The Corner

Politics & Policy

What Is Patriotism?

(Pixabay)

It’s an ancient question — what is patriotism? Who’s a patriot? Who’s not?

These days, a lot of people are calling themselves “nationalists,” which I appreciate, in part because it takes some pressure off the word “patriot.”

But the concept of patriotism has been in the news lately. Many people consider the whistleblower a patriot. I’m talking about the man, or woman, who called attention to President Trump’s dealings with Ukraine. In the whistleblower’s eyes, Trump subordinated the national interest to his personal interests.

Of course, other people regard the whistleblower as very far from a patriot. Here’s Trump himself, speaking to staffers at the U.S. mission to the United Nations: “You know what we used to do in the old days when we were smart with spies and treason, right? We used to handle it a little differently than we do now.”

Trump and his movement portrayed themselves as true patriots when they made hay out of the NFL and “kneeling.” Vice President Pence traveled to a game in Indianapolis for one reason, apparently: to dramatically, indignantly walk out when some players kneeled during the national anthem. Trump later said, “I asked @VP Pence to leave stadium if any players kneeled, disrespecting our country.”

Earlier this year, Trump hugged the flag — literally hugged it — with odd fervor. This was at C-PAC. Someone remarked that it looked like he was “slow-dancing” with the flag.

Patriotism? Creepiness? What would we conservatives say if a Democratic president did that? (And much else?)

Last week, Trump tweeted, “Congratulations to President Xi and the Chinese people on the 70th Anniversary of the People’s Republic of China!” — exclamation point and all. Some of us thought that this tweet did not reflect American values, which include freedom, democracy, and human rights.

In March 2018, Trump’s staff felt it necessary to include in his briefing papers “DO NOT CONGRATULATE.” Trump was calling Vladimir Putin, who had just “won” another fraudulent election. The chief opposition leader, Boris Nemtsov, had been murdered; the next one, Alexei Navalny, was barred from running. Trump congratulated Putin, of course.

He had congratulated Erdogan, too, in Turkey — after that dictator had rigged a referendum. He would later congratulate Sisi in Egypt — who had “won” a “presidential” election in which he, Sisi, had hand-picked his “opponent.” All the real opponents were in prison.

Shortly after Trump congratulated the Chinese Communist Party on its 70 years of dictatorship, he asked the Party to investigate his domestic political opponents.

A lot of us are currently knocking the NBA, hard, for its posture toward the PRC. The NBA is important. So is POTUS, maybe even more so.

Last May, Trump wrote, “North Korea fired off some small weapons, which disturbed some of my people, and others, but not me. I have confidence that Chairman Kim will keep his promise to me, & also smiled when he called Swampman Joe Bidan a low IQ individual, & worse. Perhaps that’s sending me a signal?”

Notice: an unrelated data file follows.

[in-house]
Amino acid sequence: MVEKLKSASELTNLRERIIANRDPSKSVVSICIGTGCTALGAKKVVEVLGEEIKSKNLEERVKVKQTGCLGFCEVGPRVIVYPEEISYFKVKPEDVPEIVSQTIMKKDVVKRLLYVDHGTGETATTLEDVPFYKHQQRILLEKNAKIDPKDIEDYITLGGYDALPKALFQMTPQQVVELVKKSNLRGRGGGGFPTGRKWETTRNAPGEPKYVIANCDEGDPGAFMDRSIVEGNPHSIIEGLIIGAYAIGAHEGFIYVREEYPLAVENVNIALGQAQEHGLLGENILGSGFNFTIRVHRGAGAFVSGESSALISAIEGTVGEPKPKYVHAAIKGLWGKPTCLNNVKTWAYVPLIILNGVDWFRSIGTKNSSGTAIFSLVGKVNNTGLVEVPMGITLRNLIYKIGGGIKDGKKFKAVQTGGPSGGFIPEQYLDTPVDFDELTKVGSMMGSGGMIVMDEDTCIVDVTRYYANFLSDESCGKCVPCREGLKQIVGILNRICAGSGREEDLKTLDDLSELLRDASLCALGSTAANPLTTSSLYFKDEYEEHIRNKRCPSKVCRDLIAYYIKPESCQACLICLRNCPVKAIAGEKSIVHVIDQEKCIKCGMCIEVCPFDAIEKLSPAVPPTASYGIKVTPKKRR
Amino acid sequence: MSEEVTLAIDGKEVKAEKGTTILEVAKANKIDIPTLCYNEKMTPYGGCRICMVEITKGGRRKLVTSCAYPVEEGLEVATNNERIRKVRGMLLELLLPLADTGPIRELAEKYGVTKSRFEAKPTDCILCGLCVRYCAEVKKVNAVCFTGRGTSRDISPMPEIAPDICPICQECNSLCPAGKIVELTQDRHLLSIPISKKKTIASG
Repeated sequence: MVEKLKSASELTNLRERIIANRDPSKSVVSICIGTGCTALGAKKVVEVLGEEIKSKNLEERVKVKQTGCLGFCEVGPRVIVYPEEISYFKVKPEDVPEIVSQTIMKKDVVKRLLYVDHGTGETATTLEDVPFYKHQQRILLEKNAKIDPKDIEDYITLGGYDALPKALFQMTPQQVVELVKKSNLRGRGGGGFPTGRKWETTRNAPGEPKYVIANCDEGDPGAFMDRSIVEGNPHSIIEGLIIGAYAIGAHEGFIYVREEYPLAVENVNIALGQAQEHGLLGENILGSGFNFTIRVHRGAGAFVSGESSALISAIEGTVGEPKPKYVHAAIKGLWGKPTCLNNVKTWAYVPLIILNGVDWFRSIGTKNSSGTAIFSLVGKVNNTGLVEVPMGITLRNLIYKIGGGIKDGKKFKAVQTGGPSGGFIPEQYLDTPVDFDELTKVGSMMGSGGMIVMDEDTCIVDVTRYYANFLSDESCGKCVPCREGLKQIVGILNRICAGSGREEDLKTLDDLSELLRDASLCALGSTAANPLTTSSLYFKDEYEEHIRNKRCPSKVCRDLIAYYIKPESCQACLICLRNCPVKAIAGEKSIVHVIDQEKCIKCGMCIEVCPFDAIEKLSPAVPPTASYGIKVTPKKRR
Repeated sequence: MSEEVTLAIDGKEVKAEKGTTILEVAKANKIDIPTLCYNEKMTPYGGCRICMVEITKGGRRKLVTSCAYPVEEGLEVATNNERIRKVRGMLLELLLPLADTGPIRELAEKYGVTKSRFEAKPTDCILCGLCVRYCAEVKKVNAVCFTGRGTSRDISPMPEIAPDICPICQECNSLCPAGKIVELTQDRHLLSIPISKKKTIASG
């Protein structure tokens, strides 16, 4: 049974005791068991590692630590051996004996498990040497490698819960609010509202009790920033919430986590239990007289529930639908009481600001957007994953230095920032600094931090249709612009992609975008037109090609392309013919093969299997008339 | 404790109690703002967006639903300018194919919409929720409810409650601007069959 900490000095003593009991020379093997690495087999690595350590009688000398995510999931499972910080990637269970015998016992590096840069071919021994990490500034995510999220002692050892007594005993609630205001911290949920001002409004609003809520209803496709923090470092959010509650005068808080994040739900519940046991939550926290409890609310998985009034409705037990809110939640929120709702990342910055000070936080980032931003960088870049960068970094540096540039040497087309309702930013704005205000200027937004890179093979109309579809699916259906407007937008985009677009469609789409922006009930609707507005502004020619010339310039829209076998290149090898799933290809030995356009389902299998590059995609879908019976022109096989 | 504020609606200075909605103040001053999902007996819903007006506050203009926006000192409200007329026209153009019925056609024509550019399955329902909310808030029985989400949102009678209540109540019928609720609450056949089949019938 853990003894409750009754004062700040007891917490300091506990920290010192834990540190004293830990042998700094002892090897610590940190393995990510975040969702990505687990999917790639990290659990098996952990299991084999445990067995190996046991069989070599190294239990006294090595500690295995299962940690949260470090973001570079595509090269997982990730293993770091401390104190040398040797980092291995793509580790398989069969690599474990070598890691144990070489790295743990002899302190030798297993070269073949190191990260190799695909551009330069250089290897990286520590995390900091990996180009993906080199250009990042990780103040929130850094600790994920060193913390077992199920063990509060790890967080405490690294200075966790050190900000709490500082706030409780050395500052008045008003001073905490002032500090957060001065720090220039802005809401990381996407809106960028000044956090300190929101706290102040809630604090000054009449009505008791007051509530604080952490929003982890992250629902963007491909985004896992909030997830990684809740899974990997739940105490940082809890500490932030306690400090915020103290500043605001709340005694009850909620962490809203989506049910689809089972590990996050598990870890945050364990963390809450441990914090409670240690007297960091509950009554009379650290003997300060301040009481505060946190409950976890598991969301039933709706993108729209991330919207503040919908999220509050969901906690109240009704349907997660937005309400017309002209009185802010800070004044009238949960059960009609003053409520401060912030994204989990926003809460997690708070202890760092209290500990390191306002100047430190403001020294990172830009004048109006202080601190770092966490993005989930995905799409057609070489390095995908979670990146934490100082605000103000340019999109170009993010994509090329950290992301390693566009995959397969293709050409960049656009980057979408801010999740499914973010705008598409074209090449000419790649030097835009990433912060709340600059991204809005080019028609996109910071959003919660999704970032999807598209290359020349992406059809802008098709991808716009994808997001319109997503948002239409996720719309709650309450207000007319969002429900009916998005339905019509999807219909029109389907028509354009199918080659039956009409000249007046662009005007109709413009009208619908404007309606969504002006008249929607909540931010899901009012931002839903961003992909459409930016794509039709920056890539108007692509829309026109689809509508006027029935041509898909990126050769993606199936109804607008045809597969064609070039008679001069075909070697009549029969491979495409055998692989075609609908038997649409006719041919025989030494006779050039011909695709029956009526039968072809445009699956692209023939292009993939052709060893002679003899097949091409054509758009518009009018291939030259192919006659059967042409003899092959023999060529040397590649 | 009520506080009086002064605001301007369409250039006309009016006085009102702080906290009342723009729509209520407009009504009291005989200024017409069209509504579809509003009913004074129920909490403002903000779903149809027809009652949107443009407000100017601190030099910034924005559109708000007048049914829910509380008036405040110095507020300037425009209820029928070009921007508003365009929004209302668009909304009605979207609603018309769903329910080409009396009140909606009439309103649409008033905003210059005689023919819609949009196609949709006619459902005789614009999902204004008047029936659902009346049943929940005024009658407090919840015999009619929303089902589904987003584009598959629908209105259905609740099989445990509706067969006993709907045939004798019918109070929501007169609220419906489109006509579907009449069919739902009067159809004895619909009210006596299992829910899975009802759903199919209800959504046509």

Personally, I have never thought much of Joe Biden. I have been against him since the middle 1980s, long before Trump stopped supporting the Democrats. But I will always side with a Joe Biden over a Communist dictator — in this case, the ruler of the most oppressed country on earth.

Think of it: Our president chortled with Kim Jong-un over the allegedly low IQ of a former U.S. vice president. Not my idea of patriotism. Yours?

One could go on, and will. Bill O’Reilly, then of Fox News, challenged Trump on Vladimir Putin. “Putin’s a killer,” said O’Reilly. The U.S. president answered, “There are a lot of killers. We’ve got a lot of killers. What, you think our country’s so innocent?”

I think back to Andrew Young, our ambassador to the U.N. in the first half of the Carter presidency. At the time, the Soviet Union was putting dissidents through show trials. Young, giving an interview to a French newspaper, said, “In our prisons, too, there are hundreds, perhaps thousands, of people whom I would describe as political prisoners.”

Conservatives went ballistic — rightly so. President Carter, in a press conference, said, “I know that Andy regrets having made that statement, which was embarrassing to me.”

During the 2016 campaign, a reporter for the New York Times, David Sanger, asked Candidate Trump about Turkey. If he became president, would he press Erdogan on civil liberties?

Trump answered, “I think right now, when it comes to civil liberties, our country has a lot of problems, and I think it’s very hard for us to get involved in other countries when we don’t know what we are doing and we can’t see straight in our own country. . . . When the world looks at how bad the United States is, and then we go and talk about civil liberties, I don’t think we’re a very good messenger.”

Uh-huh. I have a different idea of patriotism. So do many other conservatives, who may be a little quiet these days, but who speak in whispers, and who may regain their voices in coming months and years. Patriotism is a lot more than hugging the flag and deploring Colin Kaepernick.

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